Review – or create – your crisis plan

Not many small businesses saw the pandemic coming, or could respond quickly enough. The way your small business weathered the storm can teach you a lot about how to prepare for similar events in the future. If you have a crisis plan, review how the pandemic stacked up against it. If you don’t have one, now’s a great time to make one! Think about how your small business can respond to sudden disruptions in staffing, supplies, operations – everything. You may be able to enact permanent changes that can help your business make it through a future event.

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Five tips on hiring your first employee

By Samantha Garner | August 1, 2020

social entrepreneurship

Whether hiring employees took you by surprise or was part of your business plan all along, it’s not a task to take lightly. Your very first employee must fill a position that is necessary, well-planned and even fulfilling.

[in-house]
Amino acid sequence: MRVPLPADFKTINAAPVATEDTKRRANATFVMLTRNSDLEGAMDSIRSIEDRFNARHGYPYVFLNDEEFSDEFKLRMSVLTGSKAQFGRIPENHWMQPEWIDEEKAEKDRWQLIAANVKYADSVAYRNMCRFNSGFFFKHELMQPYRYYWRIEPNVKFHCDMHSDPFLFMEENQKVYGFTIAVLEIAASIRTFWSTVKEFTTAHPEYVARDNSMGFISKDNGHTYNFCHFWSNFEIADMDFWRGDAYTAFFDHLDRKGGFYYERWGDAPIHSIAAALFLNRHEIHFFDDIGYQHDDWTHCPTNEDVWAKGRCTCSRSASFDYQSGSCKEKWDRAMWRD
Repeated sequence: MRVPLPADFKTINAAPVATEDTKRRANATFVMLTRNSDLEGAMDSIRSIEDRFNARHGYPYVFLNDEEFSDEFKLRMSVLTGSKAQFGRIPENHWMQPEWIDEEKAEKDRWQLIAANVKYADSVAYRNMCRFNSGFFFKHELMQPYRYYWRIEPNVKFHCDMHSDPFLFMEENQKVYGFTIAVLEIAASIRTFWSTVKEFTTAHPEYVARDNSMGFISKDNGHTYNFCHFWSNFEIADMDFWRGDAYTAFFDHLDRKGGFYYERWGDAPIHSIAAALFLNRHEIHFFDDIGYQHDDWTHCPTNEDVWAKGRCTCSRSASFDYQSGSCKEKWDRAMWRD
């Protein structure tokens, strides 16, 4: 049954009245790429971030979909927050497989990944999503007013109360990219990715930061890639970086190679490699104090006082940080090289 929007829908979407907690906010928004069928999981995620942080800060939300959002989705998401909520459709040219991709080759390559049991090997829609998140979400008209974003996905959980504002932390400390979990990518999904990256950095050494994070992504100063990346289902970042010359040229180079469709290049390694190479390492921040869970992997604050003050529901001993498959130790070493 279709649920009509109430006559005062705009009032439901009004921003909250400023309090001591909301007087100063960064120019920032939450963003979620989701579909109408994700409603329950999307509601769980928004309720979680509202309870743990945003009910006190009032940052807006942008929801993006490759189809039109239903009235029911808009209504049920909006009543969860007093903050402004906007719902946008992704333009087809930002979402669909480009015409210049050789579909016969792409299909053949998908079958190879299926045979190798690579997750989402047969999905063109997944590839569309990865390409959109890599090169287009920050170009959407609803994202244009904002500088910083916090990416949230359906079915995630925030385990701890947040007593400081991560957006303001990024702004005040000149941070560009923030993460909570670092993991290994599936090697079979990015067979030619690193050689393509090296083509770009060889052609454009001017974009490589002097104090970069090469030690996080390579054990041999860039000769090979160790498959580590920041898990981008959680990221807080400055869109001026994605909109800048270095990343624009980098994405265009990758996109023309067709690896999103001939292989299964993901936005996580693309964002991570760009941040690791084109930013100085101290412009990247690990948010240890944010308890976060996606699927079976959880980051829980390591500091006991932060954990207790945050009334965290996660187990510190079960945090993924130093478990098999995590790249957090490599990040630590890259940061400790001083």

Here are five quick tips to keep in mind when hiring the first employee in your small business:

1. Plan, plan, plan – Once you’ve caught yourself thinking about hiring someone, sit down, get out some paper and plan it all out.

2. Consider the timing – Make sure you know your business and its cycles of profit and loss, slow periods and busy periods. Make sure your employee can be busy, productive and fulfilled as much as possible.

3. Hire someone you’d enjoy working with – Skills and experience are important, but not the full picture. Look also for someone you’d enjoy working with and vice versa.

4. Work your network as well as traditional recruitment channels – Let your contacts know you’re hiring, the necessary tasks and all other details. They might be able to refer a candidate to you who may not have come across your job ad on their own.